And so, while Hal keeps his alter ego shuttered away, only letting him out to murder someone, Betty begins the lengthy and often painful process of accepting her alter ego, and slowly letting its traits merge into her dominant personality. We see this in the sex game with Jughead when she wears the wig, and we see it again when Betty dances for the serpents. Dark Betty allowed her to shed the moral expectations of suburbia and do this erotic dance, but she did it for reasons that normal Betty believes in: reaching across the class divide and helping those being exploited and demonised by Riverdale’s suburban middle class. And so even though the dance itself was fairly awkward and tasteless, it made sense for Betty’s character arc which has focused on her shedding the social restraints which plagued her early in season one.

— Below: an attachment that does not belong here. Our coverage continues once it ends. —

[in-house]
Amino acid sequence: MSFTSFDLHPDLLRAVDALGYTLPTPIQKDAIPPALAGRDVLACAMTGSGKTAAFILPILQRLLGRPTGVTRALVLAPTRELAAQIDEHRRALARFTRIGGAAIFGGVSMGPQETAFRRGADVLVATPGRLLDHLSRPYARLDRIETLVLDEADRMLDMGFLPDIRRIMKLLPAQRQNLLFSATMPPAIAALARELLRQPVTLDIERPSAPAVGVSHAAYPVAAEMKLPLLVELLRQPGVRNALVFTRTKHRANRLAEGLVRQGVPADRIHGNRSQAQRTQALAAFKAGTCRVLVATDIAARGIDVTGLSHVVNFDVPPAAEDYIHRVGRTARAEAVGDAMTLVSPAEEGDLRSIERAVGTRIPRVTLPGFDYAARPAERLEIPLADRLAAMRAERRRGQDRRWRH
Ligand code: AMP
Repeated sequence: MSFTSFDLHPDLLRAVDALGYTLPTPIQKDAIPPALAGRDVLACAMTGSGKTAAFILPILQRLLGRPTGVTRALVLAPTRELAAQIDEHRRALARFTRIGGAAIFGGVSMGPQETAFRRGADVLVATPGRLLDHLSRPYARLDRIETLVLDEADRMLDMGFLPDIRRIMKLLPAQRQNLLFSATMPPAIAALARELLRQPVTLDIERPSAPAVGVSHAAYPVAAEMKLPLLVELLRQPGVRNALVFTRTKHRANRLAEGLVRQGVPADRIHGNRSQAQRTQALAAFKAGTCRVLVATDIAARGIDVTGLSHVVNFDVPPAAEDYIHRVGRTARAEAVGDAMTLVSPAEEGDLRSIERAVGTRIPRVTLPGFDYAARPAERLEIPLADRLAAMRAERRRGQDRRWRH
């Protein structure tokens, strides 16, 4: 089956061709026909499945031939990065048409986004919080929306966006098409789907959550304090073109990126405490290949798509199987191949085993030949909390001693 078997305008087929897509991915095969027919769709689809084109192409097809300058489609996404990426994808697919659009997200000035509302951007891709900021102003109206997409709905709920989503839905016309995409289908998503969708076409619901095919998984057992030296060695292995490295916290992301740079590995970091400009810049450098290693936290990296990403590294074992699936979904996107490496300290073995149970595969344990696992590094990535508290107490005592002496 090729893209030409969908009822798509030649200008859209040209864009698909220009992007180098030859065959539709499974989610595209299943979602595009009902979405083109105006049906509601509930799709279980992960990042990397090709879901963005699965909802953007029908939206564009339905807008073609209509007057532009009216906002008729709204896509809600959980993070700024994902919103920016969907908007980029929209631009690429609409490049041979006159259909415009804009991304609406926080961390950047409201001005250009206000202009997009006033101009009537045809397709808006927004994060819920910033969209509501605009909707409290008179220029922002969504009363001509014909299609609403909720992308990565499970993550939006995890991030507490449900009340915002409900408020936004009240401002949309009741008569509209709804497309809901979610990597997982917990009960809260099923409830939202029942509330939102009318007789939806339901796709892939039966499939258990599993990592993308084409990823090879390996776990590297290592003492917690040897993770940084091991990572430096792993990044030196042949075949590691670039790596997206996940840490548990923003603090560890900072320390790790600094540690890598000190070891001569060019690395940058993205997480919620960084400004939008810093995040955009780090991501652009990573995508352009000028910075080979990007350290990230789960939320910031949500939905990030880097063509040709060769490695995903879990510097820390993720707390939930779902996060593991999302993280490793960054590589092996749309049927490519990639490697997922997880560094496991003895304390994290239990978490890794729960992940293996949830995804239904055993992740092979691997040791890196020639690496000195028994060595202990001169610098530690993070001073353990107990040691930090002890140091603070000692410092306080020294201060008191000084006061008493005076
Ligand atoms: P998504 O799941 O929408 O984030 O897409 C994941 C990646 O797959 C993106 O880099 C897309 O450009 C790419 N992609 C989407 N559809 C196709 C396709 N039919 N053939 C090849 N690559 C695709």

Betty’s relationship with the Black Hood is incredibly complicated, but generally speaking, it is like this: Hal represents the deranged, uncritical support of the status quo, of the suburban ideal which relies on the suffering of others to maintain itself. He couldn’t accept his own dark impulses and so his personality fractured, only revealing itself when his illusion of righteousness was threatened. Betty is similarly fractured by her own darkness and the ridiculous suburban expectations of perfection, but instead, she chooses to resist the fracture and suburbia, slowly becoming a more whole person while also unifying the classes of Riverdale with her compassion and concern for other people.

Moving on from Betty, both main antagonists are rich men whose goals are merely the maintenance or growth of their wealth and power. It’s never more complicated than the man wanting more power.